DUBAI — More supply in Dubai’s residential market will aggravate the oversupply situation and will continue to put downward pressure on capital values, property analysts at Landmark Advisory warned on Wednesday.
“This issue will be exacerbated due to the fact that 2010 saw significant postponements in delivery with roughly half of the 50,000 or so units we had expected to be handed over, delayed,” said Saeed Hashmi, head of Valuation and Advisory at Landmark Advisory.
Capital values across all segments of the property market in Dubai and Abu Dhabi continued to decline during the fourth quarter 2010 with new supplies entering the market, the consultancy said.
Over the fourth quarter, capital values declined by 5.8 per cent and 1.4 per cent for apartments and villas respectively, with rents declining by 7.5 per cent and 3.4 per cent.
However, according to Jones Lang LaSalle, or JLL, Dubai real estate market is expected to witness lower than the expected fresh supply across all the segments in 2011 that will be good as it will help smooth out cycle. “The amount of anticipated new supply is decreasing due to tighter government control, official cancellation of projects, decreased liquidity and rephasing of projects by developers.”
Although total supply continues to increase, Dubai is past the peak of its annual pipeline of new supply. Abu Dhabi is still approaching the peak for new supply, JLL said. Hashmi said while capital values did decline, there was actually a significant spike in apartment leasing volumes across the quarter due to a combination of relocation demand from other emirates in the UAE, coupled with people within Dubai looking to take advantage of declining rents.
“Capital value declines due to oversupply are stymieing the amount of potential purchasers into the market and while it now makes sense for companies to consider owner-occupation, liquidity constraints are preventing this being witnessed on a large scale,” Hashmi said.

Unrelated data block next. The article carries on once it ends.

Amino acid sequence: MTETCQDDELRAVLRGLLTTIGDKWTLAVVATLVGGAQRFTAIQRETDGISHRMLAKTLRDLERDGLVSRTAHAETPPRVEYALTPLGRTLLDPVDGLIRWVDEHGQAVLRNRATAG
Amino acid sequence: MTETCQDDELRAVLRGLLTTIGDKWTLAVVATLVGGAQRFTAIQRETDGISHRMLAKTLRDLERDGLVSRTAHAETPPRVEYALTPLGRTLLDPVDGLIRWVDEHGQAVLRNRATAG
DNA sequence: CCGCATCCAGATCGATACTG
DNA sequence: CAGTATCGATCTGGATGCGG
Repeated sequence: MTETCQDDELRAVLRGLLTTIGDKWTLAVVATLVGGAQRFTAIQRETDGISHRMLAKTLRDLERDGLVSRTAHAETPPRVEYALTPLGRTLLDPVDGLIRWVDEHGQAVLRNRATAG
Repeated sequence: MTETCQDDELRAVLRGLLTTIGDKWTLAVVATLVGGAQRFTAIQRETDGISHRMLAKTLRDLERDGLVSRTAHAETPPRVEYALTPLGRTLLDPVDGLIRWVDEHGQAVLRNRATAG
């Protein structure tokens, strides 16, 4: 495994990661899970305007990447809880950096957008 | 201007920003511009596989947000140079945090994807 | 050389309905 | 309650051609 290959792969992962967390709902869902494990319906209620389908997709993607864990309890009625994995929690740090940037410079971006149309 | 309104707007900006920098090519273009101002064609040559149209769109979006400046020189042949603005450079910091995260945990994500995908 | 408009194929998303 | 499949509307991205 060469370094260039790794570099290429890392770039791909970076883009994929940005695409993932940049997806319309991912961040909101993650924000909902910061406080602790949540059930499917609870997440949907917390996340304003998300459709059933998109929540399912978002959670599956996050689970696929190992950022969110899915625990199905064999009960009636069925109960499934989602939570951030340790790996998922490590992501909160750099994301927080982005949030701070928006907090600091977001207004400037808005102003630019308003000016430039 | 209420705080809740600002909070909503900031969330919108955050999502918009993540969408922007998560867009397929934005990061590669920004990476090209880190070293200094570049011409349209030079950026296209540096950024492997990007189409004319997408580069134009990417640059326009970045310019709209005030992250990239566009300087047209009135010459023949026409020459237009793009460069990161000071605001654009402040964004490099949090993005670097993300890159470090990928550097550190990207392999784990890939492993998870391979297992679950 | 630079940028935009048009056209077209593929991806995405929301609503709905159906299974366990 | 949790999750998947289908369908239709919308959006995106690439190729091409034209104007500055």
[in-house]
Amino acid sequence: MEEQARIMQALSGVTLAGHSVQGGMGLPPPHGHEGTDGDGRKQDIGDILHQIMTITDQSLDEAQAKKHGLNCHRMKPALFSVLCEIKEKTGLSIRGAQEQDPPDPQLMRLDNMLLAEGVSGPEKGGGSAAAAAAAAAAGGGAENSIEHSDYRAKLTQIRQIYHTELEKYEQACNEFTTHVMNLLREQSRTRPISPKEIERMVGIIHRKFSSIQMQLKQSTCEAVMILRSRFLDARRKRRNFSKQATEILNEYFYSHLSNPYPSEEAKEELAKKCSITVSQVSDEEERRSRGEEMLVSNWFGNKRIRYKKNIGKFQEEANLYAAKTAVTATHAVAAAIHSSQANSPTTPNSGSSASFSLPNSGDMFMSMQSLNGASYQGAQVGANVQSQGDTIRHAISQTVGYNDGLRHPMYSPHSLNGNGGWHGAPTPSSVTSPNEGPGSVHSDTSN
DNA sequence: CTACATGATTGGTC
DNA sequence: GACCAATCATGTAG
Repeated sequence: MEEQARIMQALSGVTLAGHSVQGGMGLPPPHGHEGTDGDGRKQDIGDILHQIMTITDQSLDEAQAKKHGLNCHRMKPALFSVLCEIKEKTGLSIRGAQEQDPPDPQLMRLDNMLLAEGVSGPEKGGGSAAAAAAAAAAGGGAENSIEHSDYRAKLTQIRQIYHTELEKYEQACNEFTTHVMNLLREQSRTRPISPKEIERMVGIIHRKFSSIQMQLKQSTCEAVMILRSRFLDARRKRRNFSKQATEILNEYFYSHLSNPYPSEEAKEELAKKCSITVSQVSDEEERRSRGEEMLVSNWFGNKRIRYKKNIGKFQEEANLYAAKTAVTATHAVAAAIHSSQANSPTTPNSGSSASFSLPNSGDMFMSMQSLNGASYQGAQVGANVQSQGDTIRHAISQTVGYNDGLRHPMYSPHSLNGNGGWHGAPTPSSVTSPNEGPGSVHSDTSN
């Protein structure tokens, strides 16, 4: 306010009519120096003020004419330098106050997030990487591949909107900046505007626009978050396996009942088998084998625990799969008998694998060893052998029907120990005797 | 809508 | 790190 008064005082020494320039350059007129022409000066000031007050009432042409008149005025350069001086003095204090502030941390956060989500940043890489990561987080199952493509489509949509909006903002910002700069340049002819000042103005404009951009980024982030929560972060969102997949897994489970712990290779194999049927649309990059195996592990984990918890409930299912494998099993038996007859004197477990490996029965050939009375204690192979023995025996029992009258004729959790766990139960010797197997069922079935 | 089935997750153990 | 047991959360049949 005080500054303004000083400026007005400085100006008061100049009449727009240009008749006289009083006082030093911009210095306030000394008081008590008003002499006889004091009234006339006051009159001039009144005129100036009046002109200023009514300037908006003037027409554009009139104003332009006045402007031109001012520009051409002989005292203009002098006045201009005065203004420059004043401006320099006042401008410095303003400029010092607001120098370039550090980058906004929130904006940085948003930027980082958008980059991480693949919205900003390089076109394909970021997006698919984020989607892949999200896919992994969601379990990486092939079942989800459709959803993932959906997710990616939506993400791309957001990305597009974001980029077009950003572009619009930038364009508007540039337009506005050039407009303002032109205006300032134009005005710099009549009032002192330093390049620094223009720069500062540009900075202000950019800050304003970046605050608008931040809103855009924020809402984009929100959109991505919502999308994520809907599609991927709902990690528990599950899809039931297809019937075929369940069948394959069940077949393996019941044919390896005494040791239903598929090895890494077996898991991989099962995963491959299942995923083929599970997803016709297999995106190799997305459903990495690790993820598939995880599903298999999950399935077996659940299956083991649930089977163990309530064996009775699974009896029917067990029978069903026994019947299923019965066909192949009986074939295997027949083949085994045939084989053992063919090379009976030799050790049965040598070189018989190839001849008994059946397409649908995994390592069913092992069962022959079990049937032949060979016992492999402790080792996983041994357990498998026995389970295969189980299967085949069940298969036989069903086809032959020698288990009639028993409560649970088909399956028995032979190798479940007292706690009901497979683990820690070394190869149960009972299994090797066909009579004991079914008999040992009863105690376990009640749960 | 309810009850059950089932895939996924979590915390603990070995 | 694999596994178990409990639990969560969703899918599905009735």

In Abu Dhabi, while the market is in fact currently undersupplied, it continues to behave as if it is oversupplied, said Hashmi.
According to him, the newly created demand in Abu Dhabi is contingent on other markets, most notably Dubai’s. “Thus, capital values and rents are falling. Transactions levels in Abu Dhabi remain low.” The fourth quarter of 2010 was ‘a transitional quarter’ for Abu Dhabi, as asking prices finally started to reflect reality, down in some developments up to 17 per cent compared to the third quarter. Rental declines were also witnessed, with a six per cent decline – resulting in a cumulative fall of 31 per cent over the year. As seen in previous quarters, the steepest declines occurred off-island and in low quality areas.
Hashmi said while capital values and rents continued to fall in the final quarter, sentiment overall has improved and there are signs of investors reconsidering the UAE, in particular Dubai, as a place to invest again.
Michael Michael, Director of Sales at Landmark Properties, recently said that there had been a definite increase in interest from overseas clients since the end of last year, especially from investors from countries within the GCC or Eastern Europe.
Analysts at JLL believe an addition of a 25,000 new units would boost Dubai’s total residential stock to around 335,000 in 2011.
CB Richard Ellis also predicted a mix of positive and negative sentiment entering the property market in 2011.
“Oversupply will remain a fixture for the foreseeable future in both the office and residential sectors but some of the negativity may be offset by forecasts of a significant economic recovery over the next two years,” it said. — [email protected]